Losing a pet is like losing a family member—it never gets easier
By Brandon Yip, Senior Columnist
“I will always remember his unconditional love and loyalty the most.” – Ava Ariadne Butalid, resident of North Vancouver
The year 2021 has been a very difficult year for many people because of the pandemic. It almost mirrors 2020, as the days, weeks, and months feel the same—just like the movie Groundhog Day.
Last May 2020, my family made the difficult decision to put down our beloved dog, Sam, at 15 years old. Sam was a medium-sized adorable Border Collie with beautiful black-and-white colouring. My family has lost three dogs before Sam. And I am sure many people who own dogs will understand how devastating it is when you lose a family pet. They become part of the family and it’s never easy losing them.
Ava Ariadne Butalid, a resident of North Vancouver, says pets have been a significant part of her life. Her family lost their American Staffordshire Terrier named Rampage in 2020 at nine years old. Butalid says losing Rampage was like losing a family member. “I got a call from home [in the Phillipines] from Mom and telling me the sad news that Rampage was gone,” she said in an email interview with the Other Press. “He was not in [the] best of health. Could not stand and eat. I just stood there speechless, and tears started rolling down my eyes. [I was] devastated for sure. Such an awful feeling! No more Rampage to greet me each year I come home. I will always remember his unconditional love and loyalty the most.”
Eric Richman, a clinical social worker at Cummings Veterinary Medical Center in North Grafton, MA, offers advice for people who are having difficulty coping with the loss of a pet. “The connection you have with a pet is almost so deep in your soul that it’s hard to express,” Richman said in an interview with Tufts Now. “People often feel an emptiness. They have a loss in their life that they can’t fill.” Richman suggests that people should live their grief over losing a pet rather than trying to hide their grief: “I tell people that they should embrace their grief, even though it’s painful, it doesn’t feel good, and sometimes it’s hard to even carry on in their daily life. Embracing their loss will allow them to then move on at a later time.”
Of course, losing Sam hurt. After her death, I experienced so many emotions ranging from guilt, sadness, and anger. I do not want to speak for everyone else who has lost a pet, but I believe there is a part of us that is selfish—that wants to prolong our dog’s life—even though their quality of life has deteriorated. We want to keep them for as long as we can so we can avoid experiencing those uncomfortable feelings like pain and subsequent grief. Yet, if the dog’s life has been affected due to advanced age and subsequent health issues, it is cruel to prolong their life and suffering just to benefit us. Sam’s health had deteriorated. Her organs were “shutting down” and she had other health ailments. She was also having difficulty walking. It was painful to watch her struggling to move up the stairs in our house. Each step felt like an eternity for her.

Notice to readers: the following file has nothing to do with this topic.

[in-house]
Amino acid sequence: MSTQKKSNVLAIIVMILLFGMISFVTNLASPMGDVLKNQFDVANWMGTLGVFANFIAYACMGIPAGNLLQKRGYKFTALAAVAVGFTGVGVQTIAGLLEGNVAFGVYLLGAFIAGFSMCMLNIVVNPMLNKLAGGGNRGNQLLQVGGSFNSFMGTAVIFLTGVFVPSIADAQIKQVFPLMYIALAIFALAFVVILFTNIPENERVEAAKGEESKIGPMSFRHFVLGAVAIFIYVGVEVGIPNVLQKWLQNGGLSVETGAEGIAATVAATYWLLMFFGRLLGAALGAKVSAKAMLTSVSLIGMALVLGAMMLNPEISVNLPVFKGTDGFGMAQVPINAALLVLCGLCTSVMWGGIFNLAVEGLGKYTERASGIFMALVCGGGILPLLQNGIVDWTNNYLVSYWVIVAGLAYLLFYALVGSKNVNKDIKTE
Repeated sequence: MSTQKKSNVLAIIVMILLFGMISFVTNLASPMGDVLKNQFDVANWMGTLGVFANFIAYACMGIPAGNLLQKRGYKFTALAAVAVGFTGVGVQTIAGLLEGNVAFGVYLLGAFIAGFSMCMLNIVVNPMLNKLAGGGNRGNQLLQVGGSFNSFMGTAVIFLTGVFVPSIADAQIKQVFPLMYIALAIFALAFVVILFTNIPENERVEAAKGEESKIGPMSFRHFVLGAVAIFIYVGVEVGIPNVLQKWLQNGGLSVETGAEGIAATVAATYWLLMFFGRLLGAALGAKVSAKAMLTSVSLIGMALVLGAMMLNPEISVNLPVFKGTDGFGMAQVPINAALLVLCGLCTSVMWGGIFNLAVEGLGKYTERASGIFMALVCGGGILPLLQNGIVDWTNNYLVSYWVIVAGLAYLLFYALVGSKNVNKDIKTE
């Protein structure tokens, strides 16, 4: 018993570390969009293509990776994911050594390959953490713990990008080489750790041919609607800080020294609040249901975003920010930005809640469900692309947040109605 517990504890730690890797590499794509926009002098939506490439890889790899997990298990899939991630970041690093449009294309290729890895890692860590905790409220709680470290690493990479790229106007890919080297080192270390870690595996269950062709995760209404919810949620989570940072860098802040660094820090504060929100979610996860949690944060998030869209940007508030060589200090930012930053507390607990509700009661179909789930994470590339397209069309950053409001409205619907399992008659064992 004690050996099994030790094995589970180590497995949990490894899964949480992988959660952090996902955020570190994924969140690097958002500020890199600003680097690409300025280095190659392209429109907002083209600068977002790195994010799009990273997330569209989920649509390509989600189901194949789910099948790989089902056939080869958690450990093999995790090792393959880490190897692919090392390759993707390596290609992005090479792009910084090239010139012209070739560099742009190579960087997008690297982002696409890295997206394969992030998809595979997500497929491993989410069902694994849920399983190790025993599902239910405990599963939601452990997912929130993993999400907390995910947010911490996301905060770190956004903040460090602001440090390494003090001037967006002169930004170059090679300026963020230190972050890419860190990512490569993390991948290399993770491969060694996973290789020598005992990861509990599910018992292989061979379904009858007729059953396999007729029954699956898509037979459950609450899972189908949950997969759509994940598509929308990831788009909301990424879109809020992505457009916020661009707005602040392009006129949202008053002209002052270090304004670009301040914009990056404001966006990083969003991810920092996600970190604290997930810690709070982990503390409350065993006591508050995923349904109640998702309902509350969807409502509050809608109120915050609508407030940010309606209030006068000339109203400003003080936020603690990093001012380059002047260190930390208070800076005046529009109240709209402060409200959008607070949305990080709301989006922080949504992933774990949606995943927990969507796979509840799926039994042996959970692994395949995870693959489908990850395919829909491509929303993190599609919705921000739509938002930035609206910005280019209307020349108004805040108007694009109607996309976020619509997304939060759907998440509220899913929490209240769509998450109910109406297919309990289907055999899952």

The most difficult part about losing a pet is saying goodbye. A pet’s life span is limited; the joy and happiness they bring must be cherished. It is especially even more difficult the following days after you lose your pet. The house is now silent, no more sounds of barking, and no more affectionate greetings as you walk inside the front door. The dog bowl, dog biscuits, dog food, dog leash, and chew toys are now untouched. The daily routines of taking your pet out for walks, feeding her, and loving her have ended.
I do miss Sam. But in the months after her passing, it allowed me to cope with my grief. There were many moments of self-reflection and introspection, and eventually I had a clearer perspective regarding the loss of Sam. I learned to accept the fact that she was gone. I realize now that my family made the right decision to have Sam put down. My family and I had 15 wonderful years with her, and although there is a void, Sam will always be with us in our hearts. I believe the greatest gift that a pet provides is unconditional love—a trait that is sometimes not always seen in humans. The best lesson that a pet can teach us is never to take anything, especially life, for granted.